Exciting news involving Steven Spielberg? Yes. Always.
With Steven Spielberg and Harrison Ford returning for a fifth Indiana Jones flick, that’s a recipe for success that will surely learn from its mistakes in Kingdom of the Crystal Skull. Although, most of the faults in that 2008 film were reportedly attributable to George Lucas. So, having already experienced a modern day revival of the series from its glory days of the ’80s, any dust and rust should be resolved in preparation for the declared 2020 release date.
With 20/20 vision, you could say.
Have a Better Week Than Last Week.
The primary questions involving movie sequels to popular, well-received originals are:
Will they be fantastic? Will the sequel be a storytelling, cinematic beast in its own right? How about a little of both?
The 2016 Fantastic Beasts and Where to Find Them film adaptation of the book of the same title is the grown-up version of J.K. Rowling’s Harry Potter series (books and movies). This new teaser trailer solidifies that dynamic while using the wizarding school of Hogwarts and one of its most prominent figures just enough to firmly connect the two virtually separate universes for fans young and old for what should be a great reveal later this year.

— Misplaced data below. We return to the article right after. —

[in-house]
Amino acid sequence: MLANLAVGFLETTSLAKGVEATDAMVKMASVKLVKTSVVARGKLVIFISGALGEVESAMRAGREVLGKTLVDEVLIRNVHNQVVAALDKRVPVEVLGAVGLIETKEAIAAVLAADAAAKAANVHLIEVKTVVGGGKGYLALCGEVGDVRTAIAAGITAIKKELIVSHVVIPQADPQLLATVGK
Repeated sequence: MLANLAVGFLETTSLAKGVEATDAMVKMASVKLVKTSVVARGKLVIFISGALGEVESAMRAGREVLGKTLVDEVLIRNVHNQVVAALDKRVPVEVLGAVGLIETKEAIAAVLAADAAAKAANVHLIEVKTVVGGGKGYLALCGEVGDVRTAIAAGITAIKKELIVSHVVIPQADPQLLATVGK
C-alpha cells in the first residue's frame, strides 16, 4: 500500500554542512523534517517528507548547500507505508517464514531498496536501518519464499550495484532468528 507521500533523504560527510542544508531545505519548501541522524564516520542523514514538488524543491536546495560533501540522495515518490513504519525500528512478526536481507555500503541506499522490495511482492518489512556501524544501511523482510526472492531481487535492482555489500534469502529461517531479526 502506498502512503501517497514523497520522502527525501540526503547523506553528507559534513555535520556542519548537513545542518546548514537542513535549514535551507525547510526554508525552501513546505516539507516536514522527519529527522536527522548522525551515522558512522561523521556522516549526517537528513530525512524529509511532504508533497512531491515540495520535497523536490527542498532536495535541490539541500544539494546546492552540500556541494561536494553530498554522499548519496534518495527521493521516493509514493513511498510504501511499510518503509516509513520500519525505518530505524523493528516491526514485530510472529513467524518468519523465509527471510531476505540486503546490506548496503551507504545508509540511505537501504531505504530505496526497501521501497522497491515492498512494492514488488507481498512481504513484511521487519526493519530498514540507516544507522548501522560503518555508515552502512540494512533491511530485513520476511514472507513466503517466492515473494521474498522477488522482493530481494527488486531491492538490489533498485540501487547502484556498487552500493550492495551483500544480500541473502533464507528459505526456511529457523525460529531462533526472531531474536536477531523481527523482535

What’s impressive in the video above is that one of writer J.K. Rowling’s favorite directors, David Yates, appears to have taken the Crimes of Grindelwald story to the next-level. And what’s more is that this Fantastic Beasts sequel looks, yes, better than the original in this burgeoning series. Could this really happen? A movie in the modern era with a sequel better than the original?
That could be the real magic of Fantastic Beasts: The Crimes of Grindelwald when it arrives in theaters on November 16.
The psychology of sleeping is funny.
As Daylight Savings approaches this Sunday, it’s essential that we are getting all the sleep we can these days. Some nights we fall right to sleep, while other nights can involve a lot of staring into the darkness for no particular reason or effectiveness. The latter is (hopefully) a very rare occurrence. But still, why does it happen? Was it something we ate? Something we drank? Are we cognitively consumed with something important, either consciously or unconsciously?
Might be time to consult a psychiatrist (or two).
Don’t forget to turn off the lights, set your alarm, and to kick-out your annoying TV brother who is spending the night.